At the end of April, Germany decided to start supplying heavy weapons to Ukraine. However, in Kyiv they say that more than a month has passed, and Berlin has not fulfilled its promises. What did Ukraine get? German promises to supply Ukraine with heavy weapons” />
Howitzers PzH 2000
What weapons did Scholz say about the supply of Ukraine
On Wednesday, June 1, German Chancellor Olaf Scholz said in the Bundestag that the country will supply Ukraine with modern IRIS-T air defense systems: they will be transferred to Kyiv in the coming weeks. The Armed Forces of Ukraine will also receive a modern radar station and 12 PzH 2000 self-propelled artillery mounts (ACS) from Germany (now Ukrainian military instructors are completing their development).
“The government has decided to supply the IRIS-T— this is the most modern air defense system of those that the Federal Republic of Germany has,— Scholz said. He noted that Germany has been constantly supplying weapons to Ukraine since the start of the Russian special operation. “To date, we have delivered more than 15 million rounds of ammunition, 100 thousand hand grenades, more than 5 thousand anti-tank mines,” — said the chancellor. He also mentioned the implementation of the so-called circular exchange with the Czech Republic: Prague will supply Kyiv with 20 Soviet T-72 tanks, and in return will receive 15 Leopard 2А4 tanks from Germany.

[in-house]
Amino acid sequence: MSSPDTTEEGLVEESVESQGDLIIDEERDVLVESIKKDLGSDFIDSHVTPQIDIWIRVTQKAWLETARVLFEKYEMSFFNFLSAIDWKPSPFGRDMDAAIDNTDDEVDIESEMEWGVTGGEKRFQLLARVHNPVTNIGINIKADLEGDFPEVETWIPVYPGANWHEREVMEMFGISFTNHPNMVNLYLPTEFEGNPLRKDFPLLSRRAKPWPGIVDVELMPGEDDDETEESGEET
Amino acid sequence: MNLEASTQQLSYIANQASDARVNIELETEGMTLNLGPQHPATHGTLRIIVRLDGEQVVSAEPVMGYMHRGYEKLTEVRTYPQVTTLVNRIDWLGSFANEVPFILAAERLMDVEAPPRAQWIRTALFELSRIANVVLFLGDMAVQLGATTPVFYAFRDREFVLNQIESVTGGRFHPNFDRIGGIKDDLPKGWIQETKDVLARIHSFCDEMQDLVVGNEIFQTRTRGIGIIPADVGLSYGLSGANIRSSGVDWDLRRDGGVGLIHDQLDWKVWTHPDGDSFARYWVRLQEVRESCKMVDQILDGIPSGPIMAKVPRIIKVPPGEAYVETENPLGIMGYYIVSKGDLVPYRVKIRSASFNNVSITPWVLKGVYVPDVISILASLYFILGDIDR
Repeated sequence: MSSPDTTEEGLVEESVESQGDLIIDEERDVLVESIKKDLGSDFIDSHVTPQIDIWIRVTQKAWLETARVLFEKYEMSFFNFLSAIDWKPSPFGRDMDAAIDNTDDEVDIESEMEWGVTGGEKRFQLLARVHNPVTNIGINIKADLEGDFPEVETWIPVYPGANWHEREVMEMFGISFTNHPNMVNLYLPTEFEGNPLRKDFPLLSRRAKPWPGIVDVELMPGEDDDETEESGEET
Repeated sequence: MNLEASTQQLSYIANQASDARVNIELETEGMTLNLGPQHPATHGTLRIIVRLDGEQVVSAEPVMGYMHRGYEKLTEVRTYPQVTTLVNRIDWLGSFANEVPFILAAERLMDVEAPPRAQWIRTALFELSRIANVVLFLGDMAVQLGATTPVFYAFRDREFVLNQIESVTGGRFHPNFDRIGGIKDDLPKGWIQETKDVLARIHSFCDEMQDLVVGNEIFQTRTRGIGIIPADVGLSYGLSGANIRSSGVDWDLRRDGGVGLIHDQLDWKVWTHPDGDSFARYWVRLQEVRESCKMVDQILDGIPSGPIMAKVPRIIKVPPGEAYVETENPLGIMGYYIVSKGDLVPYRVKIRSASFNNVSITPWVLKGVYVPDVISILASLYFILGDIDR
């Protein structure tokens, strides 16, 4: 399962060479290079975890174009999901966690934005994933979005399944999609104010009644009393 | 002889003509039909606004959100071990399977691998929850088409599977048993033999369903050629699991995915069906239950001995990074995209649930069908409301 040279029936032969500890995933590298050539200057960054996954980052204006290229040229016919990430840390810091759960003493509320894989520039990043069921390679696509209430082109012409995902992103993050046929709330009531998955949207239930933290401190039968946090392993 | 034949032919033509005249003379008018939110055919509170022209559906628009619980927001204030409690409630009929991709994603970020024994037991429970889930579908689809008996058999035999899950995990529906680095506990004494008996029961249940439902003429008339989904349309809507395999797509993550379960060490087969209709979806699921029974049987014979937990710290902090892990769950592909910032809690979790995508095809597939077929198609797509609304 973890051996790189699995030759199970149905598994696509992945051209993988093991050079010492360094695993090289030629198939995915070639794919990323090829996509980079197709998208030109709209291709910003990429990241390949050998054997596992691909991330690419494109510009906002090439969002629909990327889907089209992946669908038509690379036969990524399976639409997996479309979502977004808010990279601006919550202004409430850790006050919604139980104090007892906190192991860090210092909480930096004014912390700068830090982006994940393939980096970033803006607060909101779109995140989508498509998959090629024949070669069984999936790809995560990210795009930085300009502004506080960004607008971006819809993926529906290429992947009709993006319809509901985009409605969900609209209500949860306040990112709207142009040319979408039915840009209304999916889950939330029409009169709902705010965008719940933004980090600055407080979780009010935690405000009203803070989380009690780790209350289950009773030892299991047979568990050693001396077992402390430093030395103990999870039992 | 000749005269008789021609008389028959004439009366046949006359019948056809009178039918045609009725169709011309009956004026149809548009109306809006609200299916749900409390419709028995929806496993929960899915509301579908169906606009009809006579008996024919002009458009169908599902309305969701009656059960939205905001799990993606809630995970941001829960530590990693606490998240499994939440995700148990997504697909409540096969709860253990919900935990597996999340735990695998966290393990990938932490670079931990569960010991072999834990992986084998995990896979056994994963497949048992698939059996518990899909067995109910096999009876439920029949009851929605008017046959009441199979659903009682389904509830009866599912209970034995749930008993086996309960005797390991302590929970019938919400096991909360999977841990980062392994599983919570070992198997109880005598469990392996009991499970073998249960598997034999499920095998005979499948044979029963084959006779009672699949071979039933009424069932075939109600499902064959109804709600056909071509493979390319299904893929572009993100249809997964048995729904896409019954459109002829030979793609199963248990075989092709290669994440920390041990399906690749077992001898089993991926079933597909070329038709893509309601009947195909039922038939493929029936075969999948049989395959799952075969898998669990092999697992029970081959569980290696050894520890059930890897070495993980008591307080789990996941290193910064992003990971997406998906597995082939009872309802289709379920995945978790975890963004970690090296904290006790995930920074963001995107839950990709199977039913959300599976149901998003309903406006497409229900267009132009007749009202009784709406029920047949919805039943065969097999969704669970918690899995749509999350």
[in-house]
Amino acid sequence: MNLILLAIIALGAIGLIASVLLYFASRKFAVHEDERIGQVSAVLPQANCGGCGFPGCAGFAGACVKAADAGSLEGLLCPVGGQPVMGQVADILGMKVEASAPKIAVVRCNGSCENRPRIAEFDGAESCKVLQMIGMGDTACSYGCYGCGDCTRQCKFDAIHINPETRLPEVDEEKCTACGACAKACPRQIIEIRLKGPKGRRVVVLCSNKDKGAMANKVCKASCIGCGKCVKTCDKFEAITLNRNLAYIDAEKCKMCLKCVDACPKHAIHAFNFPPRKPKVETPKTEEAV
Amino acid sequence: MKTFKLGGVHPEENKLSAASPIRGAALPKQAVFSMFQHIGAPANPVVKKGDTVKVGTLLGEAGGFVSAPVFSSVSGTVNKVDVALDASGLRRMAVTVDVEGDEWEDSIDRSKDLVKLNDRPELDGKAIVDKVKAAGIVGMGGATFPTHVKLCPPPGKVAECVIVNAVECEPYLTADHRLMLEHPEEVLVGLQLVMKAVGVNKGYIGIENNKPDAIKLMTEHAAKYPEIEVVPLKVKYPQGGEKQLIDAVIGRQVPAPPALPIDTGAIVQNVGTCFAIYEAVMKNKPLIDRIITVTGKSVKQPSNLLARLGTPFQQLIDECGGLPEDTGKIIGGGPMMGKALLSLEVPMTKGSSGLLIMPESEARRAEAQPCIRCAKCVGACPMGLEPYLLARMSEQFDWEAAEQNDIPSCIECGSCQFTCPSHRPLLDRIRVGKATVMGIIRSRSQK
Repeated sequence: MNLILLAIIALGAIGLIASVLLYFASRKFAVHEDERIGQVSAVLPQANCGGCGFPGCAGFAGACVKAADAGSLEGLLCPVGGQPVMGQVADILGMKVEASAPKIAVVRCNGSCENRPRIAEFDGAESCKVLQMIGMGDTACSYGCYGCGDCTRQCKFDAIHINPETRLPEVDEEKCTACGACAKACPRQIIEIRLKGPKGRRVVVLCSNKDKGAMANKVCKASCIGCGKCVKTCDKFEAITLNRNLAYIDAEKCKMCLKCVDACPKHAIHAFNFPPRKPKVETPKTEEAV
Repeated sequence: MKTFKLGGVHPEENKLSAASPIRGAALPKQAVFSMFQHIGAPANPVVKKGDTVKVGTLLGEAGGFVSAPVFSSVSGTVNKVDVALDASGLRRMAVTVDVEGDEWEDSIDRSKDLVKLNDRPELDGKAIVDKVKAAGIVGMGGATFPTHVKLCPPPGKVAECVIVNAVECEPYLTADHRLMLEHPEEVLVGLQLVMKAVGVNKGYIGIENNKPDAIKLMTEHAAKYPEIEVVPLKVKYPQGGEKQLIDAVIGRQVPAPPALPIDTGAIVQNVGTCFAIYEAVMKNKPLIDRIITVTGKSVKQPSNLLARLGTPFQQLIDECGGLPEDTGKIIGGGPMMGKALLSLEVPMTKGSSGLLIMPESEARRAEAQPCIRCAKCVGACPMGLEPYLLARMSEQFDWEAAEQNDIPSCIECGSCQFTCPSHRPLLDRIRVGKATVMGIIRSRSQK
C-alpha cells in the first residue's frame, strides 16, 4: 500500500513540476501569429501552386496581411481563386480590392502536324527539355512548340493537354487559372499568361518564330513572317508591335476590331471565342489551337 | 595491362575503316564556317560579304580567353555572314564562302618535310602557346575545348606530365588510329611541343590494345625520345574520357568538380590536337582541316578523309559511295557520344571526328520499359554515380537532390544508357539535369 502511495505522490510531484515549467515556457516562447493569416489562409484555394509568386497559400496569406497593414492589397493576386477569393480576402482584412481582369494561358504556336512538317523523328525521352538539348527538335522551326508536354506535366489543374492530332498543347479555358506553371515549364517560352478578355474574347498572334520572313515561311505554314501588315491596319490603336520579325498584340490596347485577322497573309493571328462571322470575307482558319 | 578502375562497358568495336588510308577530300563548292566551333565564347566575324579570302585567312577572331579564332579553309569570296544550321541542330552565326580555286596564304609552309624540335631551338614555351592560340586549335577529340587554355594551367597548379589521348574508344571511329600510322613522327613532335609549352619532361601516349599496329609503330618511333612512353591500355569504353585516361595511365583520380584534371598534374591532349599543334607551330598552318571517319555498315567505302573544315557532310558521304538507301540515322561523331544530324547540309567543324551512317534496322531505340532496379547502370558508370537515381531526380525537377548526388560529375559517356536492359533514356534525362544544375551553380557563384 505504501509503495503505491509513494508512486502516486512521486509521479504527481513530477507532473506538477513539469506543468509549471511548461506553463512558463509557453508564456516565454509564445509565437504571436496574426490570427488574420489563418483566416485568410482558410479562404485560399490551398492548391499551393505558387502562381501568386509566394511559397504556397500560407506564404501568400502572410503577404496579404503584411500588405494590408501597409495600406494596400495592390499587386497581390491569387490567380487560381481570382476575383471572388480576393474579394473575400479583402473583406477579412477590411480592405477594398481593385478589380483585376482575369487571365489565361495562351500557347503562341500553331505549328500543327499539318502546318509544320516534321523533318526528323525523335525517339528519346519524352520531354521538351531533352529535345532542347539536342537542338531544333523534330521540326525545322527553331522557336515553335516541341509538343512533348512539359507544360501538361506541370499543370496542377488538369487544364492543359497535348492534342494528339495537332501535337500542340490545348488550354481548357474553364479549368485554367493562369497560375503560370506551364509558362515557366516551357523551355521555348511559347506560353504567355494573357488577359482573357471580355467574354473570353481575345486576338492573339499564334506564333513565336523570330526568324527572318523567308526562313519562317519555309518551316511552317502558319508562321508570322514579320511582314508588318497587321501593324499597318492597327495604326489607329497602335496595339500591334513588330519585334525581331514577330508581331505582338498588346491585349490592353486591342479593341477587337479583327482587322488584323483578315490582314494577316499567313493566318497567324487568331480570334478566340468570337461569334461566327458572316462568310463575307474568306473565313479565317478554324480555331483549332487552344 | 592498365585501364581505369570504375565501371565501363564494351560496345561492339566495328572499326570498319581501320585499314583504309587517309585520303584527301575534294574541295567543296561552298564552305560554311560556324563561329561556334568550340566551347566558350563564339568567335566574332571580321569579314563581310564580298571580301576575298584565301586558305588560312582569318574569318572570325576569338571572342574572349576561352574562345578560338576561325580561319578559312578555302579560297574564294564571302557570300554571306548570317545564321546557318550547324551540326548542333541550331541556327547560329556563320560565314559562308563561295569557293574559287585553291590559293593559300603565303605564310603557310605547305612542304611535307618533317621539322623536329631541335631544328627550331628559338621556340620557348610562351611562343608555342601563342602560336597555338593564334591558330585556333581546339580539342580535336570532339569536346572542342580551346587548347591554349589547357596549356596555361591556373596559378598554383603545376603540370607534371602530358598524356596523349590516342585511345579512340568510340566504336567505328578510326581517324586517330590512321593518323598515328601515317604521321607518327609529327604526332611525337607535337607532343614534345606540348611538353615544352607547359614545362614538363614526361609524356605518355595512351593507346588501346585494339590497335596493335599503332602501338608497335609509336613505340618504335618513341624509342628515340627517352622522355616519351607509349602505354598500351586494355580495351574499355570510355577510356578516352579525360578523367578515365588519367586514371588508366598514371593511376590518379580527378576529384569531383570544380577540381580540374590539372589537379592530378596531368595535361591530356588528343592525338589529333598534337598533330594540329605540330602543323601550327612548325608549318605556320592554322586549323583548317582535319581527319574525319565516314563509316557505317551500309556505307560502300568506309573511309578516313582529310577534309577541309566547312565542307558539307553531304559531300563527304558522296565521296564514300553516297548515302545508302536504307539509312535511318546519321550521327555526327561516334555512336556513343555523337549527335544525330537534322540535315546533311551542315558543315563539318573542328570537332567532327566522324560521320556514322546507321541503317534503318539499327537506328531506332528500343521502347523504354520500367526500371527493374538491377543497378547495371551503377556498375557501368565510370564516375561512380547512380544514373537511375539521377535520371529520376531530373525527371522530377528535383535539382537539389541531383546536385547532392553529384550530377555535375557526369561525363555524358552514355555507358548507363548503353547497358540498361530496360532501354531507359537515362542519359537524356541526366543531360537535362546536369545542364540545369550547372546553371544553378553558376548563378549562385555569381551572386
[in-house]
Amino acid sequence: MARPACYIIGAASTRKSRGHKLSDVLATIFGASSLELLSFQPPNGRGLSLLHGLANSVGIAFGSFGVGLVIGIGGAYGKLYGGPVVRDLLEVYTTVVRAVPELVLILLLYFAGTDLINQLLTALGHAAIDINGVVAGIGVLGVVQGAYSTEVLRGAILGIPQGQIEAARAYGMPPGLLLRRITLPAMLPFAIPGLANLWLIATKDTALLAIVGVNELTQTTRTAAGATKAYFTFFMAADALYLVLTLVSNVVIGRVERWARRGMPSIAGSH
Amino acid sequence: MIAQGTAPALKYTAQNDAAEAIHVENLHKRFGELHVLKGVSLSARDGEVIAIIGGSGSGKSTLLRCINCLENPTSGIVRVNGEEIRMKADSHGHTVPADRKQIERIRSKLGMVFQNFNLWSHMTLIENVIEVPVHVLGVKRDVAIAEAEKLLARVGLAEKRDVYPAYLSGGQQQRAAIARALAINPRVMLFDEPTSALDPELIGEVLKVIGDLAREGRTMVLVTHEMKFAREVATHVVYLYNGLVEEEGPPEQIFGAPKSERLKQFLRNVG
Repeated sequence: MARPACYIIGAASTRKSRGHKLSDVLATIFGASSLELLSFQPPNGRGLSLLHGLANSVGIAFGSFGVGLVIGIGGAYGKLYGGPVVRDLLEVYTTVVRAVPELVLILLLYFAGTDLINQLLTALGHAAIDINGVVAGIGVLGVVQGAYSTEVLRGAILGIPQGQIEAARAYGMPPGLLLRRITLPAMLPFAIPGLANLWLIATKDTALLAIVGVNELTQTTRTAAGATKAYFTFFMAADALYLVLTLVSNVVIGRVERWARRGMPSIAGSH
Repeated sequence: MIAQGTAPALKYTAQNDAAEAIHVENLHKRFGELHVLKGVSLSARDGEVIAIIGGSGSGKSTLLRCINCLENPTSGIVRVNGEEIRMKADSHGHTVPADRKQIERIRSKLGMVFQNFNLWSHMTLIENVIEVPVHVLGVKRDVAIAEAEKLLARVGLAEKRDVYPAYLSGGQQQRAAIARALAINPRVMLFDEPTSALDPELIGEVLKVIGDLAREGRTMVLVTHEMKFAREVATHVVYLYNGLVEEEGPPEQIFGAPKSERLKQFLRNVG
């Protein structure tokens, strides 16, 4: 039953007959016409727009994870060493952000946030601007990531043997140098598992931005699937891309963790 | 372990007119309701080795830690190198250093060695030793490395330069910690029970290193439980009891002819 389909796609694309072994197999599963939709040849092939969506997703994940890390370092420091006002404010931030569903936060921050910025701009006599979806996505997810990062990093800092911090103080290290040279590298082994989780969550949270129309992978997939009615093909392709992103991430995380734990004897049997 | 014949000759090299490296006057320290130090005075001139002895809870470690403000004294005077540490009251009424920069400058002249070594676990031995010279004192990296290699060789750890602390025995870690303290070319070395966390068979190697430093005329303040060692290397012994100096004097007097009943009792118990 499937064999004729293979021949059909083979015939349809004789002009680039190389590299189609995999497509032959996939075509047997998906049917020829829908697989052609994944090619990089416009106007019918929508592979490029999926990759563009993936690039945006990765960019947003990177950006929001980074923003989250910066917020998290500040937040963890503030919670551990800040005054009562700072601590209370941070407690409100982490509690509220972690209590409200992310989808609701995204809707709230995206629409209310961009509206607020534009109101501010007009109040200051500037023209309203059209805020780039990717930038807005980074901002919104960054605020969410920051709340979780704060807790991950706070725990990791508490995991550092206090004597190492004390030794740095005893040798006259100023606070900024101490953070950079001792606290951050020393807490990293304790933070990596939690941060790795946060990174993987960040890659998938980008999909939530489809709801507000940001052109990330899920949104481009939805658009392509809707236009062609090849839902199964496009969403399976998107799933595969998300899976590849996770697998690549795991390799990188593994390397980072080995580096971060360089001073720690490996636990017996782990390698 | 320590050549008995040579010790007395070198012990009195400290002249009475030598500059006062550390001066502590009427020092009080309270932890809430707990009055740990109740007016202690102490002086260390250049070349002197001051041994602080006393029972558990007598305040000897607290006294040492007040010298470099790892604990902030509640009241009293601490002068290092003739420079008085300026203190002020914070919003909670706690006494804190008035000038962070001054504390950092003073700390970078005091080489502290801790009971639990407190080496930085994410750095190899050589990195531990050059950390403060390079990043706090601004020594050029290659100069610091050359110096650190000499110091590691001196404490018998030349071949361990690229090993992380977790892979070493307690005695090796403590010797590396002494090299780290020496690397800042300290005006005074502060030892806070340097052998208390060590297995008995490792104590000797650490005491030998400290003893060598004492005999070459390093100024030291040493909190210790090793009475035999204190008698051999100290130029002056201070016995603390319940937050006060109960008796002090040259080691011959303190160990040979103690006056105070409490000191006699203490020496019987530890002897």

Following the meeting, Tagesspiegel, citing sources in government circles, reported that Scholz kept silent about another supply of weapons: Germany would send Ukraine four Mars II multiple launch rocket systems manufactured by Krauss-Maffei-Wegmann from its own stocks.
A day earlier, on the sidelines of the EU summit, Scholz held talks with Greek Prime Minister Kyriakos Mitsotakis and agreed on a new circular arms exchange: Athens will supply Kyiv with 40-50-year-old BMP-1 armored personnel carriers, and in return they will receive German Marder-type infantry fighting vehicles from Berlin, which the Bundeswehr planned to replace with newer Puma type. Earlier it was reported that an agreement had been reached on a circular exchange with Poland and Slovenia: the latter was proposed to transfer a large number of T-72 tanks to Ukraine, and in return to receive a Marder infantry fighting vehicle and a Fuchs wheeled armored car from Germany.
Germany has long adhered to the policy of refusing to supply arms to Ukraine, but revised it after the start of the Russian military operation on February 24, although retaining an unspoken ban on the supply of heavy weapons. On April 28, the three ruling parties of the country, together with the largest opposition bloc of the Christian Democratic and Christian Social Unions, adopted a document in the Bundestag calling on the government to supply Ukraine with heavy weapons. At the same time, Berlin announced its intention to transfer 30 Gepard self-propelled anti-aircraft guns to Kyiv, organizing appropriate training for the Ukrainian military on the territory of Germany. The first batch of these self-propelled guns equipped with automatic guns is due to go to Ukraine in July, the second — in August.
What problems does Germany have with arms supplies
Read on RBC Pro Pro Why the Central Bank lowered the rate and what will happen to the ruble exchange rate and inflation Articles Pro Euphoria from biotechs disappears on the stock market. What awaits the industry Research Pro How value stocks save investors when the market falls Articles Pro Fuel market in new realities: what to expect from gasoline prices Articles